Holding Saskatoon civic elections in November 'not preferred': report
Voters head into a polling station at Hugh Cairns V.C. School in Saskatoon during a civic election Oct. 26,2016. (Kevin Menz/CTV Saskatoon)
SASKATOON -- A review of the 2020 Saskatoon civic election from returning officer Scott Bastian outlines several potential changes that can improve the process.
One option is holding the civic election earlier in the year, to avoid inclement weather and overlap of a provincial election.
“Holding municipal elections in Saskatchewan in November is not preferred," the report reads. "Not only is there potential for poor weather conditions, but the municipal election will continue to overlap with the provincial election. Consideration of a change of season for municipal elections would allow for separation between the provincial and municipal elections and help to alleviate winter weather concerns.”
Last year, the civic election was postponed four days following a massive snow storm.
The report also looks at the impact of having the civic and provincial elections only weeks apart. It says with the provincial election being two weeks before the civic vote, advance polls could have opened up one day before voters cast ballots for premier.
“It was decided to provide a short reprieve between the provincial election date and the city’s first advance poll. In 2024, advance polls for the municipal election can – under current legislation – start one day after the provincial election. This is another reason moving the date of the municipal election is desired.”
With the civic and provincial elections only two weeks apart, the report says the provincial election office in Saskatoon received mail-in ballot applications that were for the municipal election. Meanwhile, the civic election office received mail-in ballot applications for the provincial election.
The report also notes some issues were encountered with the online application form for mail-in ballots. It says the application form did not properly populate information based on the name or address of voters. As a result, a number of applications were rejected.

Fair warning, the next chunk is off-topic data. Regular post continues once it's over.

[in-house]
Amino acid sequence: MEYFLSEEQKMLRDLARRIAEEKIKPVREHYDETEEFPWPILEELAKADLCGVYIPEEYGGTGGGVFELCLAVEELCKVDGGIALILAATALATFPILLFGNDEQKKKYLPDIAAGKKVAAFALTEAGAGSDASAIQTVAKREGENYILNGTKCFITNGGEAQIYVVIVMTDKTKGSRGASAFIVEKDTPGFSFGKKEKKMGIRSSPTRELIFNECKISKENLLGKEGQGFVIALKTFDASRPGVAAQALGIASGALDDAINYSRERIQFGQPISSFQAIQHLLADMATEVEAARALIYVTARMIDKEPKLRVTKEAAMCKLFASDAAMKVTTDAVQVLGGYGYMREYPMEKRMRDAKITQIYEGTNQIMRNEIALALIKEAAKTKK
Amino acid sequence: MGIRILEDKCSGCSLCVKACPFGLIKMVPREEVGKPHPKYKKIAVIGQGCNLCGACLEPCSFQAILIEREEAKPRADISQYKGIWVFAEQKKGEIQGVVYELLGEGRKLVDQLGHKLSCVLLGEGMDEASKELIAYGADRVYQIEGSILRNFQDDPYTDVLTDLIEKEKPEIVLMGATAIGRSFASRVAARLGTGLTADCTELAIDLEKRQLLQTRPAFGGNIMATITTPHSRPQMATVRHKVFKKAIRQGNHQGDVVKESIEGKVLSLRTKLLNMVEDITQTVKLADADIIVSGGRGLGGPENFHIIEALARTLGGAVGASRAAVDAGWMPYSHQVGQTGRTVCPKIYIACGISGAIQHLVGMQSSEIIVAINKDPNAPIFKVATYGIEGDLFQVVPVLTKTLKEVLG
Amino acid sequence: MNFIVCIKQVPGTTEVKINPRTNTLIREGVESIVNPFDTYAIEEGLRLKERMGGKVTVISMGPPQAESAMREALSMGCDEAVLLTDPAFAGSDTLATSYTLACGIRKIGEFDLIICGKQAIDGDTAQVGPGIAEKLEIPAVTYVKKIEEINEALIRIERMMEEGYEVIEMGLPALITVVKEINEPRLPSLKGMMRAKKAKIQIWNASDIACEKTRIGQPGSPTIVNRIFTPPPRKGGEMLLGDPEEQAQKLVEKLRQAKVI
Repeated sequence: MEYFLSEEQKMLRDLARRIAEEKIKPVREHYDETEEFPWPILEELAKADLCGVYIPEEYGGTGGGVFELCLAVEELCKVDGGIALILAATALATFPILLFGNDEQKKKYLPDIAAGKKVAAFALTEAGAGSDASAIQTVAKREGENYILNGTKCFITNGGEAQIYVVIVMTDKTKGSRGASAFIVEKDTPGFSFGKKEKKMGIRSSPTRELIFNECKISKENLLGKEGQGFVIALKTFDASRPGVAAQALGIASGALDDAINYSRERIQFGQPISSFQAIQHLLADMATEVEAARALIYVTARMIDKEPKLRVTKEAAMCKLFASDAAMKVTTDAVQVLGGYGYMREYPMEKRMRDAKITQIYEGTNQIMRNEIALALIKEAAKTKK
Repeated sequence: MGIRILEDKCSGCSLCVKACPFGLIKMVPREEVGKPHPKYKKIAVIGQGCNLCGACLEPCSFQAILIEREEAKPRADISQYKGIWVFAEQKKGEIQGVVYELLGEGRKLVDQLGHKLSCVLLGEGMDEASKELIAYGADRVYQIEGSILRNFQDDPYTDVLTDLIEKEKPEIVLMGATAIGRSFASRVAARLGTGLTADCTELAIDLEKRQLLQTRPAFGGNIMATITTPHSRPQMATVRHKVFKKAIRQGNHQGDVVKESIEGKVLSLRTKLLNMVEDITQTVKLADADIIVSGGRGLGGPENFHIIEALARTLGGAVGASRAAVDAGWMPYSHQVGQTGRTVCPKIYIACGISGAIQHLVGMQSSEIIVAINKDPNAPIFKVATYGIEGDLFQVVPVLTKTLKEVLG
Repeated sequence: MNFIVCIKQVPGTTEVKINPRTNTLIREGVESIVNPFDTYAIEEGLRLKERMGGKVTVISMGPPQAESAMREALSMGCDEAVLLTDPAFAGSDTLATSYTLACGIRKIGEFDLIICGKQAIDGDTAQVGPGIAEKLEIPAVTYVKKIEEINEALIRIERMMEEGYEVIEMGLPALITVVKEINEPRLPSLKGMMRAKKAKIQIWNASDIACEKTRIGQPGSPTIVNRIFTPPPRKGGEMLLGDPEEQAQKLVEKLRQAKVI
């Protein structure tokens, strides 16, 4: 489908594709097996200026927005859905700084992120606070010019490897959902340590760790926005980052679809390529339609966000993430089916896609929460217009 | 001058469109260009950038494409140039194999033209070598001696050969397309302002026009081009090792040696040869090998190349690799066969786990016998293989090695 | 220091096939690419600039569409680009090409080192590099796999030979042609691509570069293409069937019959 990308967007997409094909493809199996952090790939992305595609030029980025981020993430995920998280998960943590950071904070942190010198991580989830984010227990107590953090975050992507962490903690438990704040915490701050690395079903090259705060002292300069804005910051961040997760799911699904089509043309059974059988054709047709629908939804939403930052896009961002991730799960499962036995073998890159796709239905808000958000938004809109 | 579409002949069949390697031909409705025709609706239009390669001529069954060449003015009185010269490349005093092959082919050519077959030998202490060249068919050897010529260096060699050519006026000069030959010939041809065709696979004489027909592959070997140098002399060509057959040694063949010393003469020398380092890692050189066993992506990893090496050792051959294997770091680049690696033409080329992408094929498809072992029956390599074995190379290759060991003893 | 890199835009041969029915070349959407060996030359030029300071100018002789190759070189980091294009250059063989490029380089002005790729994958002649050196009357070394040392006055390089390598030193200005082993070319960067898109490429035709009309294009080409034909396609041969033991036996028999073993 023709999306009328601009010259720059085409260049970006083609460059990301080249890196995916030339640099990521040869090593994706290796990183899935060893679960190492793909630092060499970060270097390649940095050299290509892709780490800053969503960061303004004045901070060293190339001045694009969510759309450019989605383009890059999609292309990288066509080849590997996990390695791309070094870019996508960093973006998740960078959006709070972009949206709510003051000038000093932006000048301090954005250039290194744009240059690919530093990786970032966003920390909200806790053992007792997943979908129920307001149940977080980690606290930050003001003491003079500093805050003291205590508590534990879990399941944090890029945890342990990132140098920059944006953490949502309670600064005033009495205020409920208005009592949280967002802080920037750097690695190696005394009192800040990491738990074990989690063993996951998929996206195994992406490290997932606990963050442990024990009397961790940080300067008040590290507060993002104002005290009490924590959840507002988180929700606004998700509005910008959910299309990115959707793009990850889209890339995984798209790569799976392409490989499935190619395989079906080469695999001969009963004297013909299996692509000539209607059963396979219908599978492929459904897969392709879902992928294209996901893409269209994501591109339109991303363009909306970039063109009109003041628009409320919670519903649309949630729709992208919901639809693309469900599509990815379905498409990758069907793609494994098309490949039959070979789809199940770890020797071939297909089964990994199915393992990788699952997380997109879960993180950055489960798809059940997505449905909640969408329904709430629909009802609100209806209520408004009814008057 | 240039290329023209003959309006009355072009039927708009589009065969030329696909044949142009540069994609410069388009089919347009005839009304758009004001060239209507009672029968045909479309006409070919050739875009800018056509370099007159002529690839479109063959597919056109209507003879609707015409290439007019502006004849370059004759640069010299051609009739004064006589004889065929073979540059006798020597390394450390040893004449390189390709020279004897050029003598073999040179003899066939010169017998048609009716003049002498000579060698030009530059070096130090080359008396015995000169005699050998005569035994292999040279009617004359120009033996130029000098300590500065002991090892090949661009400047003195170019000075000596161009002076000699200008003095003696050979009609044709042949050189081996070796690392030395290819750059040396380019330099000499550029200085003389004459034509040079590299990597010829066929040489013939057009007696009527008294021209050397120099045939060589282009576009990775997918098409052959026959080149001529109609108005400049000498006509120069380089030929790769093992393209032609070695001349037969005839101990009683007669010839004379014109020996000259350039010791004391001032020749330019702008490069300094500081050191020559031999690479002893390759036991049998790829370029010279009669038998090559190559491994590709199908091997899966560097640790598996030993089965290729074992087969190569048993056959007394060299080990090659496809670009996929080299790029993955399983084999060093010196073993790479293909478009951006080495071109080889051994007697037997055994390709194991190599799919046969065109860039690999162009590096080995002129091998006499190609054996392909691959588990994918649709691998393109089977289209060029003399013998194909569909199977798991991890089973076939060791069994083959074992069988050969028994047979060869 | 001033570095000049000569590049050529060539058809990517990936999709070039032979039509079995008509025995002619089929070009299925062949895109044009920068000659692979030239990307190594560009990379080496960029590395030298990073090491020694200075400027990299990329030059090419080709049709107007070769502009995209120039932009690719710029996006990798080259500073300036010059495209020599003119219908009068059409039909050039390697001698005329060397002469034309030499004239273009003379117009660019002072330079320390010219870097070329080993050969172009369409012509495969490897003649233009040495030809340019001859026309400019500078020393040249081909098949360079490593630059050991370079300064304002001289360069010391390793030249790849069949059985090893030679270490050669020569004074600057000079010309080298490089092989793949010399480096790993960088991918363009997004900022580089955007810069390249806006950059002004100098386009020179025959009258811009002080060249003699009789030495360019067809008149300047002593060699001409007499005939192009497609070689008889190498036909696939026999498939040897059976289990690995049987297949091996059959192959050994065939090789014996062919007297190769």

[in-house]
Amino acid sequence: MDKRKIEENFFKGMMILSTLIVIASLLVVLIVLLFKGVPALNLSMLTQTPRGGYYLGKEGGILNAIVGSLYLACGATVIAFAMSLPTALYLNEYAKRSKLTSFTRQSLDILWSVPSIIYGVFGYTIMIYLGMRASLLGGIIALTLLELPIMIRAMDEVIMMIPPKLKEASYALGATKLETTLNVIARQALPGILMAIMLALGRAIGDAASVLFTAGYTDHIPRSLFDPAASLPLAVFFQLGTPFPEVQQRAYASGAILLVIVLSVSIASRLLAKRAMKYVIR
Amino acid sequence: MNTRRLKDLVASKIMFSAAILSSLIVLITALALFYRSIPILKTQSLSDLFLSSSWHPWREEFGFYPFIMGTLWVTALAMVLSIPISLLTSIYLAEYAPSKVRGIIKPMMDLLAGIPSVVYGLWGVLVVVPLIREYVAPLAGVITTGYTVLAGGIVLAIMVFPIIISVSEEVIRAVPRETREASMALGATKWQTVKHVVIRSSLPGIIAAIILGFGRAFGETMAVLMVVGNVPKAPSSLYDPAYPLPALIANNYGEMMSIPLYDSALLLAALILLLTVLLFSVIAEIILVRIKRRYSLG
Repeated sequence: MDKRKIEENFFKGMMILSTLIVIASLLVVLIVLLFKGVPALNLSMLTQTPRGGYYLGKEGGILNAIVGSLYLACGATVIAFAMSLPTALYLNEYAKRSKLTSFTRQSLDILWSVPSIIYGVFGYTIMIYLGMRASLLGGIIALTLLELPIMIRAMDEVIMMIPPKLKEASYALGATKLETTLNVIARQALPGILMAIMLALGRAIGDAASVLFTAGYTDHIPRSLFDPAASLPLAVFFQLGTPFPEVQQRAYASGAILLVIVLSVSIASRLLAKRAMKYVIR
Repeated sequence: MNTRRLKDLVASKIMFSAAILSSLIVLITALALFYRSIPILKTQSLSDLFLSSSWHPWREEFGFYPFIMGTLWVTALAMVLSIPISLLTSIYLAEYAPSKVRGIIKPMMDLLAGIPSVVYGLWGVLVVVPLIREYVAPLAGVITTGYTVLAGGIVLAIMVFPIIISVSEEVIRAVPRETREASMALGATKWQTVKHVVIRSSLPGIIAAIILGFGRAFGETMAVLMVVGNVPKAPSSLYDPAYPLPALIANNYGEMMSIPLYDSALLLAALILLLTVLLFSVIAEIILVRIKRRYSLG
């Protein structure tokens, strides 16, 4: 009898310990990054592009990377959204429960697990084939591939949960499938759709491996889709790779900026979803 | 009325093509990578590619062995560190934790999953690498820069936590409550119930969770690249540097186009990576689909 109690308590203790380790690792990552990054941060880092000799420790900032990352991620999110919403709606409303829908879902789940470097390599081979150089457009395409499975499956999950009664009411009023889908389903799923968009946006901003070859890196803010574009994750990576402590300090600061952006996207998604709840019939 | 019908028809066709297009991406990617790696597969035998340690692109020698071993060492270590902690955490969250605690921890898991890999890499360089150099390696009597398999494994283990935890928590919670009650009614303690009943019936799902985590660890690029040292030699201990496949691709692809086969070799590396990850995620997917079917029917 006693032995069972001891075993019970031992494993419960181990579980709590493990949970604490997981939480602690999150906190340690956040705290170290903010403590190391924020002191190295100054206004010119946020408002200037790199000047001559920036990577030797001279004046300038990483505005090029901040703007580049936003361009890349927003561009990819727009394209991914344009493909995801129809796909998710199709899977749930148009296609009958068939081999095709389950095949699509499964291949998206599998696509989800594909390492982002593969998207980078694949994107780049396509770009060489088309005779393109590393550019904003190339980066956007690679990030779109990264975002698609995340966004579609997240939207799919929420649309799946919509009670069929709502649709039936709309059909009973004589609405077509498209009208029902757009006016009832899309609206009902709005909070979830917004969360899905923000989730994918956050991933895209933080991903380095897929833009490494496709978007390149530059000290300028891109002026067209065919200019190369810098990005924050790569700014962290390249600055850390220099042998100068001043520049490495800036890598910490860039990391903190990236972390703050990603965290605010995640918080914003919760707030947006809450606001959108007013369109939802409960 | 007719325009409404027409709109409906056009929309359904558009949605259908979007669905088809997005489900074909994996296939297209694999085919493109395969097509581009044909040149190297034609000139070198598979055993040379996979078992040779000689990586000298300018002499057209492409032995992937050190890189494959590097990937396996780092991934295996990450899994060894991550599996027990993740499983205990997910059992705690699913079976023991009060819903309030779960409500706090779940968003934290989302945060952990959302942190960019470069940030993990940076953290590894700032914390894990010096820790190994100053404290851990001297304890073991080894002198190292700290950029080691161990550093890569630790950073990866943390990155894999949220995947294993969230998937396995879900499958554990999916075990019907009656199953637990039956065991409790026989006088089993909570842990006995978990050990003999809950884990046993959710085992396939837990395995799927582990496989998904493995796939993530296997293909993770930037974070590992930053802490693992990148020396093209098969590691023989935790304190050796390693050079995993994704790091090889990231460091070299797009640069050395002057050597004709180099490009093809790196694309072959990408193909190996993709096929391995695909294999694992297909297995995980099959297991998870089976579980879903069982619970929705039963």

“A rejected application often resulted in a voter re-applying, in one case, as many as seven times, causing application review time to be significantly increased, belabouring the already manual process.”
The report says there are several ways to improve the application process for mail-in ballots, including using various data attributes to populate information. It also says the process could be better managed with a system dedicated to mail in voting.
The election review outlines several successes, including the establishment of the first-ever drive thru polling station, an increase in advance polls, and a 4,500 per cent increase in mail-in ballot applications.
Lack of voter list can be challenging
The subject of a voters list was also addressed in the review. It says voters lists were prepared for civic elections between 1973 and 1988. In 1991, city council nixed the voters list and it has not been used since.
“The absence of a voters list requires voters to register at the poll by completing a voter registration form and presenting documentation to establish identity and residence. This process requires training election officials to understand the registration form and process and to be familiar with all types of identification that can be produced.”
It says a report from administration in 2016 indicated door-to-door voter enumeration would cost between $380,000 and $500,000.
“To address the issue, recognizing resourcing challenges, the returning officer is exploring the possibility of sharing election-related voter information from provincial and federal sources to create a voters list without enumeration.”